Think the book is pretty magical? The website is equally as magical and interactive, with lots of drawings and fun tidbits about the characters and story.
If you want to see a full list of all the movies that Georges Méliès made, check out his IMDb page. This guy had quite the resume.
If you want to learn more about the man behind all that real-life movie magic, you can read more about Méliès’ life here.
Check out the official website for Hugo, the movie, which is at least as awesome as the book.
This movie version of the book also happens to be a tribute to moviemaking in general. And who better to help such a tribute than the ever-awesome Martin Scorsese?
If you’re just dying to know more about what Selznick has to say about his book, you can check out his interview with WBEZ here. Spoiler alert: they talk about magicians.
If this book teaches us anything, it’s that filmmakers are very important folks who bring magic into the world. With that in mind, don’t forget to check out this interview with Martin Scorsese, the director of Hugo!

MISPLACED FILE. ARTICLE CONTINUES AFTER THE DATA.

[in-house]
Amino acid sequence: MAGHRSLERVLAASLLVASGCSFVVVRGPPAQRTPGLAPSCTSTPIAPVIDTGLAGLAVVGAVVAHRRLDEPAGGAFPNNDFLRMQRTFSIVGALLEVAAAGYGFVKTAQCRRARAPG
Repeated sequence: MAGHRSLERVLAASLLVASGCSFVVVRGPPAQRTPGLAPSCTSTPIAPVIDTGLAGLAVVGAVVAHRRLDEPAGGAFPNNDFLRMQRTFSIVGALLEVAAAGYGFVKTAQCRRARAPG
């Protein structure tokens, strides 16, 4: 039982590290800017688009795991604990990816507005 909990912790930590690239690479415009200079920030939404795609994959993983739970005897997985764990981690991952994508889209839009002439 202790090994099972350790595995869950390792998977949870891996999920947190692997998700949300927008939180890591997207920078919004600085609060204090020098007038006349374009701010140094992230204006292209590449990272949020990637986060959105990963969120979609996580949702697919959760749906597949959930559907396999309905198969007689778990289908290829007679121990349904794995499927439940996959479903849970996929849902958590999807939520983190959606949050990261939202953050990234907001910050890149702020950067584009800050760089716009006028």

Believe it or not, Georges Méliès was a real live filmmaker. And those films that captured Hugo’s and Isabelle’s attention so well? Those are real too. Check out A Trip to the Moon, with added soundtrack.
If you’re on the fence about seeing the movie (although we don't really see how that's possible) you can check out the trailer online and make your final decision.
We promise, it's not a scary flick.
Starring Georges himself. And is that Mama Jeanne, his lovely wife and assistant?
Listen to Brian Selznick, the man behind the magic (of this book, at least) talking about The Invention of Hugo Cabret and where his ideas came from.
Who likes train stations? Brian Selznick, that’s who. Check out this interview of the book’s author exploring Grand Central Station’s “secrets.” Hmm, he sounds like a certain boy we know…
If you don’t understand why the train crash that happened was the stuff of nightmares for Hugo, take a look at this real photograph.
As facial hair grows, this stuff is pretty awesome.
Awww, look at this cute film still from Hugo of the titular character and Isabelle watching a movie.
The Gare Montparnasse train station has definitely been updated since Hugo’s time…
Ouch! Here’s the famous image from A Trip to the Moon that Hugo’s automaton drew.
Paris at night really does look pretty magical. We bet the view that Hugo and Isabelle saw from the glass clocks was breathtaking!
Hugo’s automaton probably looked something like this one, except for that creepy face!